Exploring the Use of Nanobubble Technology to Reduce the Use of Antibiotics in Aquaculture

Project leader: Prof. Sophie St-Hilaire
Team members: Dr Alicia Ho, Dr Jun Li, Dr Hong Liu, Miss Qianjun Wong

In order to reduce the use of antibiotics in food animals we need to reduce the need for these products by preventing bacterial diseases. In this project, we aim to prevent disease outbreaks by reducing the waterborne bacterial exposure in different aquaculture systems, using nanobubble technology. We will also explore the use of this technology to improve the efficacy of existing commercial bacterial vaccines by reducing the bacterial challenge during disease outbreaks.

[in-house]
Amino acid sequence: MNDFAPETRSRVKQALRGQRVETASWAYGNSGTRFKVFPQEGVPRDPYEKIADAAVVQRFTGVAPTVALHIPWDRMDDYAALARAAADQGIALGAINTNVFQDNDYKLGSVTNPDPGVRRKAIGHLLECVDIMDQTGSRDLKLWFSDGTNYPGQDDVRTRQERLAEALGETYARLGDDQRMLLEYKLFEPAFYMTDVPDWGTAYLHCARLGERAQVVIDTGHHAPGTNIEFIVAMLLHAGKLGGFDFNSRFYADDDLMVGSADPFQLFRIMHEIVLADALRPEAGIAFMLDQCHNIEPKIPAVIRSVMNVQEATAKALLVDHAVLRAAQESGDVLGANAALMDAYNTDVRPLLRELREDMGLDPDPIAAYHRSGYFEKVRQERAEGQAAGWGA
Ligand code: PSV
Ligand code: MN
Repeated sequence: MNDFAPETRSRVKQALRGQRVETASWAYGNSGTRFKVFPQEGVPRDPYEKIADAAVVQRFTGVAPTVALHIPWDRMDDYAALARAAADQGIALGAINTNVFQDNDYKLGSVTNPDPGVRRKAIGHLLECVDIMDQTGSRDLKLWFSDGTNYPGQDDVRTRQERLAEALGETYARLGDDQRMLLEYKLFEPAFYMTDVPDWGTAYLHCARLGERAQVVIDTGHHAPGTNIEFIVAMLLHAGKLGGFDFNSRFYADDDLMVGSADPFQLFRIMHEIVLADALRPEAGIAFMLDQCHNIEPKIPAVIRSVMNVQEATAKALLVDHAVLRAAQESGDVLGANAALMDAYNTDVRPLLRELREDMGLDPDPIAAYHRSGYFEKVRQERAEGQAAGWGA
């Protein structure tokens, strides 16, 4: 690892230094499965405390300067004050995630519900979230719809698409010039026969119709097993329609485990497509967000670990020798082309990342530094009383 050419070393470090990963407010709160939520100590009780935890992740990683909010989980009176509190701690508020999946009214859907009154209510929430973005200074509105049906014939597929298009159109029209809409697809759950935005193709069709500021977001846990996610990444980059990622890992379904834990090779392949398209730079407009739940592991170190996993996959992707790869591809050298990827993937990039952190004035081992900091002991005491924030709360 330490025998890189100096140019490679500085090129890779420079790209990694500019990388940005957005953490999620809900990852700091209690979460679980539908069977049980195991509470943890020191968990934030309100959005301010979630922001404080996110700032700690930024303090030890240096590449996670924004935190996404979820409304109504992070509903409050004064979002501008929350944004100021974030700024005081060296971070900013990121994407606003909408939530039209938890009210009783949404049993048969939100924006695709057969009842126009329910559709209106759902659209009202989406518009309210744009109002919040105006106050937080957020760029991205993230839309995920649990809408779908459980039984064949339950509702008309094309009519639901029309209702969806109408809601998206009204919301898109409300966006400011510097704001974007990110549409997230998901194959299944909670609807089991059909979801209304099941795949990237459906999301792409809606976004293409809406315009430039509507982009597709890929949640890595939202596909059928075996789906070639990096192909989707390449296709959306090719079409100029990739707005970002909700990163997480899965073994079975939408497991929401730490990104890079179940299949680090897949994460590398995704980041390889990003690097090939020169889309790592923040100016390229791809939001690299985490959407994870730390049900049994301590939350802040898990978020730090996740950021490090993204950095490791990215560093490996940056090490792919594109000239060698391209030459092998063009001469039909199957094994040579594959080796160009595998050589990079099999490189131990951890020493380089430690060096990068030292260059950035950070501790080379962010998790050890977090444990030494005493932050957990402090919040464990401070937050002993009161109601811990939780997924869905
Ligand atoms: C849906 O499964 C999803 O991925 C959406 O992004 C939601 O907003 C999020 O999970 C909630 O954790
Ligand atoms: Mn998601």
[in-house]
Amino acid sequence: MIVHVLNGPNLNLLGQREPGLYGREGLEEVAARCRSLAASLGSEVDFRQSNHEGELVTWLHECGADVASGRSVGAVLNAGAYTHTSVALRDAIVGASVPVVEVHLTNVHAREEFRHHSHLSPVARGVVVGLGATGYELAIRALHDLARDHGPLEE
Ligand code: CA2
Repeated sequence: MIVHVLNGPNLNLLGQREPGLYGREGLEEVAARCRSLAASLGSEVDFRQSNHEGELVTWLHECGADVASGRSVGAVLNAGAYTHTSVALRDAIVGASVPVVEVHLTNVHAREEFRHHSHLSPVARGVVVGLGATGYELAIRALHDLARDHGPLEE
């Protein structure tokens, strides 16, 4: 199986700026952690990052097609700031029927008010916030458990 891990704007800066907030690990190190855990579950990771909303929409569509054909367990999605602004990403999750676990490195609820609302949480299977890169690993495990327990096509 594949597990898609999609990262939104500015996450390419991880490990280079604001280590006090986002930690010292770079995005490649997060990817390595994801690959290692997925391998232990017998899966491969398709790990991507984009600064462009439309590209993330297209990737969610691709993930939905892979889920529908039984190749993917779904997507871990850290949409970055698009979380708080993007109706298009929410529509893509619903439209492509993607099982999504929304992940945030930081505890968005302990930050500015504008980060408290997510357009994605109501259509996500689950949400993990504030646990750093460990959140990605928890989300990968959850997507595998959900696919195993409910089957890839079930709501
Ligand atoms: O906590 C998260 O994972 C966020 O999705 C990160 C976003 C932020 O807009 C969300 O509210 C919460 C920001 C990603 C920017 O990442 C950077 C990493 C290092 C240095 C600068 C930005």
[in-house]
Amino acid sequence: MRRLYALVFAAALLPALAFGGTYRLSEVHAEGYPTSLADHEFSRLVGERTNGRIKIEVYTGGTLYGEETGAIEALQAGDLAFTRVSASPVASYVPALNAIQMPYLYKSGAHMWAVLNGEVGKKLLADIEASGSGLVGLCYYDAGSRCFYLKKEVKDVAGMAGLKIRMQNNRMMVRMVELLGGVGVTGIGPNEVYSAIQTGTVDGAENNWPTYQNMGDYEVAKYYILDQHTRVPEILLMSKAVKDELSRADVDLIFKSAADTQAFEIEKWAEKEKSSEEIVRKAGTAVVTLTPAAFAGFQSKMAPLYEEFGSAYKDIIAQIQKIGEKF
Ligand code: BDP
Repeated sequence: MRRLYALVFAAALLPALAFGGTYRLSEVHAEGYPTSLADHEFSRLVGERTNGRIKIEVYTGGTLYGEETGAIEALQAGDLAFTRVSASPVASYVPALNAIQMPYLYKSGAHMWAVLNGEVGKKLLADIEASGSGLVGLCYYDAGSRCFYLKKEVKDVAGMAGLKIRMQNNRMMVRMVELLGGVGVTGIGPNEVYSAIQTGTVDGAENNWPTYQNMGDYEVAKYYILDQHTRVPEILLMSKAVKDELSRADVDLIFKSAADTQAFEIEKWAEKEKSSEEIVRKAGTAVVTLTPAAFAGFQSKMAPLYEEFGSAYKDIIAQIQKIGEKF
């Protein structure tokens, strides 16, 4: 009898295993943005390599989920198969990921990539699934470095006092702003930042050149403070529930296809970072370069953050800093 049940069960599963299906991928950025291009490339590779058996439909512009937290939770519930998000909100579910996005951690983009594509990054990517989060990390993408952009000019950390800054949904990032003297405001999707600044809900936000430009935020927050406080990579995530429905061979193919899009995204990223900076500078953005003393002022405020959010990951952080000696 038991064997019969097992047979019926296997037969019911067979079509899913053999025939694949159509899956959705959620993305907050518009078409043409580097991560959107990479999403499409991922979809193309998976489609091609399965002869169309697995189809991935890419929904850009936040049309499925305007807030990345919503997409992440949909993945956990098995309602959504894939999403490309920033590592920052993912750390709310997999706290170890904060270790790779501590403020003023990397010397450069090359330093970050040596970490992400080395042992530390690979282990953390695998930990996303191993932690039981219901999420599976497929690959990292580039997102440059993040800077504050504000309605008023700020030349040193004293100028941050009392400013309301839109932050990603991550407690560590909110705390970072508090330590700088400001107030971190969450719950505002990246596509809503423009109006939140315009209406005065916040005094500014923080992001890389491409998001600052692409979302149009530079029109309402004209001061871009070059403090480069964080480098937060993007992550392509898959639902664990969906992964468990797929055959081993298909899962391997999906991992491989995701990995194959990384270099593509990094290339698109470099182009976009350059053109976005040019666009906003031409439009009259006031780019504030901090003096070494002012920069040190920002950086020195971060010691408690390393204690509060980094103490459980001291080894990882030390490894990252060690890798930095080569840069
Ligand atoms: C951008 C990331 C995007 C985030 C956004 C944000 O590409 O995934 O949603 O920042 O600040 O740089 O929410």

Step 1: Adjusting nanobubbler machine to make nanobubble water (cloudy water is due to the micro and nanobubbles <100 µm)
Step 2: Waiting for microbubbles to float to the surface. Remaining water contains only nanobubbles (clear water at the bottom of the tank). Nanobubbles will remain in the water column for several days.
Step 3: Nanobubbles can only be seen using a laser (nanobubbles reflect light).  As nanobubbles collapse over time, they generate free radicals, which are responsible for their disinfection properties.


Funded by International Development Research Centre, Canada